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Standard candles

About this book

Available from the University of Alberta Press

ISBN: 978–1–77212–091–2

A standard candle is used to calculate distances. Standard Candles is a poetry collection that juxtaposes distances here on earth (the distances society creates, distances from loved ones) with the increasingly vast distances calculated for the universe.

Much of the book is playful. Suppose, for instance, there isn’t a single, god-like Theory-of-Everything equation on which the universe is founded, but instead a whole pantheon of mini-gods for the math governing everything from prime numbers to teapots? Suppose, in the jumble of cosmological models that scientists come up with, there is one for every temperament – what model would suit an undertaker? A survivalist?

At other times the poems are personal and deeply moving. Where can we look for Sunday school’s personal heaven in the huge cosmos calculated by astronomers? By what mathematics do we measure the nearness of grief, the distances of loss?

Cosmology has formed a background for poets throughout the ages, from the metamorphosing gods of Ovid through Dante’s tiered inferno. Standard Candles alludes to this long tradition as the poet plays with forms like sonnet and Spenserian stanza, terza rima and ballad as well as contemporary free verse and nonce stanza forms.

How else to address the universe if not with all the instruments of a poet’s craft?

Experience a poem

For a preview of Standard Candles, listen in to Alice Major’s reading at Ottawa’s Tree Reading Series.

 

Reviews

“The result is a study of the universe, certainly, but also of childhood wonder, hardscrabble wisdom and inevitable grief. Pythagoras and God both get more than passing mention.

So does Henrietta Swan Leavitt, the American astronomer behind the standard candle, a means of estimating distances of faraway galaxies via the relative brightness of pulsating stars. To Major, the phrase isn’t just euphonious, it’s a poignant metaphor for mortality, loss and the connectedness of all things.”

– Brent Wittmaier, Edmonton Journal

“The Scot-Canuck ranges widely — cosmically — across subjects in this handsome, substantial (164 pages), and beautifully accomplished work.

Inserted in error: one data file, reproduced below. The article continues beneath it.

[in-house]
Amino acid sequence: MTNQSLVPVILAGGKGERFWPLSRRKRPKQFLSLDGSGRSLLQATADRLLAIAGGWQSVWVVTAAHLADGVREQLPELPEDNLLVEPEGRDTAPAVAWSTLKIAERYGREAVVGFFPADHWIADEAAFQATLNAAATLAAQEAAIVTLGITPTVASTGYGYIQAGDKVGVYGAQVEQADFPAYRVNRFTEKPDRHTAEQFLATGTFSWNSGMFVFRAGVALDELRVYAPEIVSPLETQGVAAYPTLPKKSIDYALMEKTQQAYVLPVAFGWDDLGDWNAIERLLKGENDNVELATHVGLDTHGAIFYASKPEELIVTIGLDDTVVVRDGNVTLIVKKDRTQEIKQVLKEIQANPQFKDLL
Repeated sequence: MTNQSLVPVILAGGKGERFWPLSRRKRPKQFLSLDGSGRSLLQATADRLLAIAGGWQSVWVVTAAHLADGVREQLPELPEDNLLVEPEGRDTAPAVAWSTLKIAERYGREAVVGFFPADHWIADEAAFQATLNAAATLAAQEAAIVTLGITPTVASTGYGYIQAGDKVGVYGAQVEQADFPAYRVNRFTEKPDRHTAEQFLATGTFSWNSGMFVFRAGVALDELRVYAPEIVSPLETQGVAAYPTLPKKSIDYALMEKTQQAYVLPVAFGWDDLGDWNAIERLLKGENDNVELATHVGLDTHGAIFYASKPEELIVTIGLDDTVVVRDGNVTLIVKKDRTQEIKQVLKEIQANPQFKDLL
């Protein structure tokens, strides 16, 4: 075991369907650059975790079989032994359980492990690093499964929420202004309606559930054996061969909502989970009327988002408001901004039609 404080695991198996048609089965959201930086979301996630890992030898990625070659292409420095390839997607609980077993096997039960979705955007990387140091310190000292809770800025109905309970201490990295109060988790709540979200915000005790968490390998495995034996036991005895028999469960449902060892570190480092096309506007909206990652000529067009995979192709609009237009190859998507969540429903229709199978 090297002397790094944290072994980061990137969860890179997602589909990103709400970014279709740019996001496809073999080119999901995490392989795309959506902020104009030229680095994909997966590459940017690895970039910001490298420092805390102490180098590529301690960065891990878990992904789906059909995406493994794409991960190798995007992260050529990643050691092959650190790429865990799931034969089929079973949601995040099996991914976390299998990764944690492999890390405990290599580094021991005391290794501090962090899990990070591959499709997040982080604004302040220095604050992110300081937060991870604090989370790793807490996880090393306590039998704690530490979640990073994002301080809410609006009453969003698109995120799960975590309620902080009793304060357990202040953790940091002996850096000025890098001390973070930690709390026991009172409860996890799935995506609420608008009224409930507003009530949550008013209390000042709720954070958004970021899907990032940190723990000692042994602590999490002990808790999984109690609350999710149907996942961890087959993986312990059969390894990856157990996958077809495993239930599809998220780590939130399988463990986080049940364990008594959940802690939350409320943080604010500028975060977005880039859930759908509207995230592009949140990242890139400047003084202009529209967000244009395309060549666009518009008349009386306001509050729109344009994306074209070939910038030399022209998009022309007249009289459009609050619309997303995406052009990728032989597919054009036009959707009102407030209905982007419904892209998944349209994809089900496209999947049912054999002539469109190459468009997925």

A “late” metaphysical might be the best way to describe Major, for her poems often employ scientific terms and metaphors to elaborate her truths and ideals. However, the poems remain accessible, for the science references get explicated either in situ or in several pages of notes that close the volume. …

To name poets that Major resembles, one must list the philosophical Jan Zwicky and the science-oriented Jan Conn and/or the Christian Platonist Peg Avison or the Gothic outdoorswoman Peg Atwood. Yet, Major’s more playful and more moving than this quartet. …

Standard Candles (an astronomical term) is a trove of non-standard — exceptional — poems, whose brilliance is not “bee violet” (a zoological term), but blazingly evident.”

– George Elliott Clarke, Halifax Chronicle Herald

“Alice Major’s 10th poetry collection, Standard candles, covers a huge distance in its slim text, racing through a dozen different poetic forms and countless cosmologies. It references everything from Greek mythology to quantum uncertainty to Henrietta Swan Leavitt, the inventor of the standard candle itself. The book is like an ultra-dense kernel containing all things—history, theology, astronomy, geometry, an infinite list. It’s the universe right before the Big Bang, titanic forces contained within a few thousand tightly packed words, almost ready to explode and race endlessly out. Or, to borrow Major’s own words, it’s like ‘a silvery egg—which cracked, / and from its glowing albumen and globe / of yolk came tumbling gods, giants, witchcraft / houses of the zodiac, scythes, snakes, odes / devourings, bellies, caves, firmaments / and divine souls salted with corporeal soot.’”